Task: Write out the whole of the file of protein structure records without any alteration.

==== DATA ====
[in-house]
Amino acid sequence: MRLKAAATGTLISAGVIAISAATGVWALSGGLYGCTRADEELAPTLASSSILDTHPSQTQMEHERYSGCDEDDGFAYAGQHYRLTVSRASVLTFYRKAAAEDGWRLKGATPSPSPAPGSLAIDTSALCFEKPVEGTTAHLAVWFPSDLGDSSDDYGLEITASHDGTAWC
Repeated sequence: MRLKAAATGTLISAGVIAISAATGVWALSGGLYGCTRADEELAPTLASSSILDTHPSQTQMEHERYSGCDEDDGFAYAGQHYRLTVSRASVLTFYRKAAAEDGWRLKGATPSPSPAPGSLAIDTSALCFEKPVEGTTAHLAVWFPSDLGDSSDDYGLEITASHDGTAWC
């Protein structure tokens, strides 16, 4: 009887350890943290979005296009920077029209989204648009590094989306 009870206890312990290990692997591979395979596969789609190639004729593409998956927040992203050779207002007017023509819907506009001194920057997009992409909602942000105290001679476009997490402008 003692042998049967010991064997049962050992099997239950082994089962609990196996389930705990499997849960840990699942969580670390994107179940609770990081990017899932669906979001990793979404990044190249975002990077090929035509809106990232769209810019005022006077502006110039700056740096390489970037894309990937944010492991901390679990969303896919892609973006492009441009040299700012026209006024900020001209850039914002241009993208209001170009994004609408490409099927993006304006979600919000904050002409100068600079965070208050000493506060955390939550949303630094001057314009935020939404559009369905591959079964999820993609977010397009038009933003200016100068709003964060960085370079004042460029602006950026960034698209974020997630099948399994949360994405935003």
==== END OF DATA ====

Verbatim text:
[in-house]
Amino acid sequence: MRLKAAATGTLISAGVIAISAATGVWALSGGLYGCTRADEELAPTLASSSILDTHPSQTQMEHERYSGCDEDDGFAYAGQHYRLTVSRASVLTFYRKAAAEDGWRLKGATPSPSPAPGSLAIDTSALCFEKPVEGTTAHLAVWFPSDLGDSSDDYGLEITASHDGTAWC
Repeated sequence: MRLKAAATGTLISAGVIAISAATGVWALSGGLYGCTRADEELAPTLASSSILDTHPSQTQMEHERYSGCDEDDGFAYAGQHYRLTVSRASVLTFYRKAAAEDGWRLKGATPSPSPAPGSLAIDTSALCFEKPVEGTTAHLAVWFPSDLGDSSDDYGLEITASHDGTAWC
């Protein structure tokens, strides 16, 4: 009887350890943290979005296009920077029209989204648009590094989306 009870206890312990290990692997591979395979596969789609190639004729593409998956927040992203050779207002007017023509819907506009001194920057997009992409909602942000105290001679476009997490402008 003692042998049967010991064997049962050992099997239950082994089962609990196996389930705990499997849960840990699942969580670390994107179940609770990081990017899932669906979001990793979404990044190249975002990077090929035509809106990232769209810019005022006077502006110039700056740096390489970037894309990937944010492991901390679990969303896919892609973006492009441009040299700012026209006024900020001209850039914002241009993208209001170009994004609408490409099927993006304006979600919000904050002409100068600079965070208050000493506060955390939550949303630094001057314009935020939404559009369905591959079964999820993609977010397009038009933003200016100068709003964060960085370079004042460029602006950026960034698209974020997630099948399994949360994405935003």